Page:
Karmadi English Springer Spaniels

  

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Common Sense: Understanding What Actions Might Cause
the Family Dog to Bite
Dr. Sophia Yin
Understanding what can drive a dog to bite the family kids is pretty simple. They are the same things
that drive humans to need a break from their kids.
Reason 1: For instance, most people dislike it when others stick their grimy hands in their meal.
Similarly, dogs want to eat in peace.
Reason 2: We teach children that itís clearly wrong to steal toys from each other. Itís also rude to
steal toys from the dog. Kids should be taught to leave Fidoís toys alone. To build in a tolerance in
case the child makes a mistake when your attention has lapsed, dogs should be trained to give up
their toy for a reward or even a sequence of rewards. That way, they will willingly give the child the
toy instead of feeling possessive.
Reason 3: Kids frequently canít help but get in your face. They often have to be trained to maintain
the appropriate social distance. Similarly, putting your face into a dogís face, even if itís all in the
family, can be irritating to the dog, especially when the dog has no control over the childís behavior.
Reason 4: Most people dislike being disturbed when they are resting or sleeping. But fortunately for
us humans, we can often close or lock our bedroom door. Similarly, dogs need a safe location where
they can be away from kids and excitement. Kids should avoid bugging them in their ďprivateĒ
location or any time they are sleeping or resting. If they call the dog from far away and the dog
chooses to get up and come over to the child, this type of interaction is okay. But if the dog chooses
to be left alone, he should be.
Reason 5: Kids dislike being handled roughly, and so do dogs. Dogs can be trained to tolerate or
sometimes even enjoy this handling, so that they are not reactive when an accident occurs
(See Perfect Puppy in 7 Days, chapters 1 and 6), but in general children should be taught to be
polite.
Reason 6: Itís rude to climb on, step on, or otherwise invade someoneís personal space. Itís also
rude to do the same things with dogs.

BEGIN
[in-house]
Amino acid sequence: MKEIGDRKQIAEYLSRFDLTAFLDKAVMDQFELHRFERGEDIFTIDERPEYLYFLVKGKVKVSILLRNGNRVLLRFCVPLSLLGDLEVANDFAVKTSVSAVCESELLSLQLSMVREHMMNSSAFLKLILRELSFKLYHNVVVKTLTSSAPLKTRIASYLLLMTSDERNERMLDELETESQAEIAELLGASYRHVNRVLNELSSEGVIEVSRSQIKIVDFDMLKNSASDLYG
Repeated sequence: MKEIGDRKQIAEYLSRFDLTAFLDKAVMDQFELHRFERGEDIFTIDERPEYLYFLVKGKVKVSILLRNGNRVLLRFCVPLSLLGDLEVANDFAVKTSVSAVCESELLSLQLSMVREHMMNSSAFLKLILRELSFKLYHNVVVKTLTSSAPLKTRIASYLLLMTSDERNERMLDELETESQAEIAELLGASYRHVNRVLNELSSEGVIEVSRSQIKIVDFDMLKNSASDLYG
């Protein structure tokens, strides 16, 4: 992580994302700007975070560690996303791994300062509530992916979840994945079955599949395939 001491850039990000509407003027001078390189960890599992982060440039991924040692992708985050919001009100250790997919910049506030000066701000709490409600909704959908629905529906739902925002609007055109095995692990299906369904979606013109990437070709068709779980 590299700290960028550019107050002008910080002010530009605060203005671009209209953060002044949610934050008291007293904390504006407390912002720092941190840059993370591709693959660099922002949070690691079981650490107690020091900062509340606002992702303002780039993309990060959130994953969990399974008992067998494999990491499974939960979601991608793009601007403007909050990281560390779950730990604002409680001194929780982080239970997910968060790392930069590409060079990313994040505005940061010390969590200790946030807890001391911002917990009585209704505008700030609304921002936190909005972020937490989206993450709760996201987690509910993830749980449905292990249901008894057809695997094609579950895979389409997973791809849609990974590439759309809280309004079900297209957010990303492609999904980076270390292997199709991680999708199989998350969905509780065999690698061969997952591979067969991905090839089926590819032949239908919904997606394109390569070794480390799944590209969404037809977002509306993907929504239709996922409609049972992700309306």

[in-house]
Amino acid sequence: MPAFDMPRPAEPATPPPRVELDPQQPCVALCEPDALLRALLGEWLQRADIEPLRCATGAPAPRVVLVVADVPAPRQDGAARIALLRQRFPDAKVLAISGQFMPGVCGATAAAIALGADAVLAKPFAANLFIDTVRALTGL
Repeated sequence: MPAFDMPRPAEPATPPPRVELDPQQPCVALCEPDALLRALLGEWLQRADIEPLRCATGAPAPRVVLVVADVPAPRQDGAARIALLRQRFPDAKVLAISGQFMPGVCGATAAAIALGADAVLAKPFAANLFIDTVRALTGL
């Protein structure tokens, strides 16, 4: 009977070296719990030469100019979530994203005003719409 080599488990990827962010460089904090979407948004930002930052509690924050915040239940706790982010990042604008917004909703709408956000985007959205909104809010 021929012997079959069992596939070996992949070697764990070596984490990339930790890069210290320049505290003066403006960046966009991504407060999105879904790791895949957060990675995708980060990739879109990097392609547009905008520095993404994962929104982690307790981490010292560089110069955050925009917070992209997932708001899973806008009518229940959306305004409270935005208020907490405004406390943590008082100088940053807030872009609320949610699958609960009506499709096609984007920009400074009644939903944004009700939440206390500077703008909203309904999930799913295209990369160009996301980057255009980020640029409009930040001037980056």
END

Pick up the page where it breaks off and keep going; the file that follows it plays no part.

Reason 7: Loud screaming can frazzle humans, imagine its effect on the more sound-sensitive dog!
Reason 8: We often forget that even some friendly gestures, such as pinching a childís cheeks, may
be irritating. In general, dogs dislike being hugged, even by family members. You can tell by the
expression on their face. You can train dogs, especially as puppies, to enjoy cuddling and hugging
and other close handling. But even so, itís important for children to know the types of interactions
their pet likes and also to realize that other dogs may not have the same tolerance as their dog does.
Types of Child-Dog Interactions That are Appropriate
With all of these DONíTs, it must seem like kids canít interact with pets at all. In reality, they just need
to be taught to be polite and kind to pets, instead of treating their companion like heís stuffed animal.
Parents should also teach their children to read the signs that Fido is fearful or anxious, so that the
child knows to back-off.
Once the children understand that they should be kind to their pet, they can be taught appropriate
games to play. For instance, fetch where the dog willingly gives the toy and remains polite before itís
tossed is fun for dogs who love to retrieve. Kids and pets love to learn tricks that result in rewards
such as yummy treats or bits of the dogís meal/kibble. All dogs need their exercise, and kids can be
a part of this too, if the dog is well-trained. Hide-n-seek is a great way for dogs to learn to have fun,
and the dog is practicing his search and rescue skills.
Adults should ensure that the dog has lots of positive associations with the kids. The kids can
regularly give food rewards for the dogís calm, polite behavior, such as automatic sits.
Even if the child is generally well-behaved and the dog very tolerant, itís essential for all interactions
to be supervised. Accidents can happen in a split second.
A Final Take-Home Message
The key is to teach both the dog and the children to be polite. Make sure your children interact with
your dog the same way you want them to interact with you. Follow these simple doís and doníts and
everyone will be safer and happier.



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Karmadi English Springer Spaniels

Diane & Carmen Herns

2839 Ardoch Road, Clarendon

Ontario, Canada  K0H 1J0

 

(613) 464-0269

 

karmadiess@gmail.com

 

Karmadi English Springer Spaniels

 

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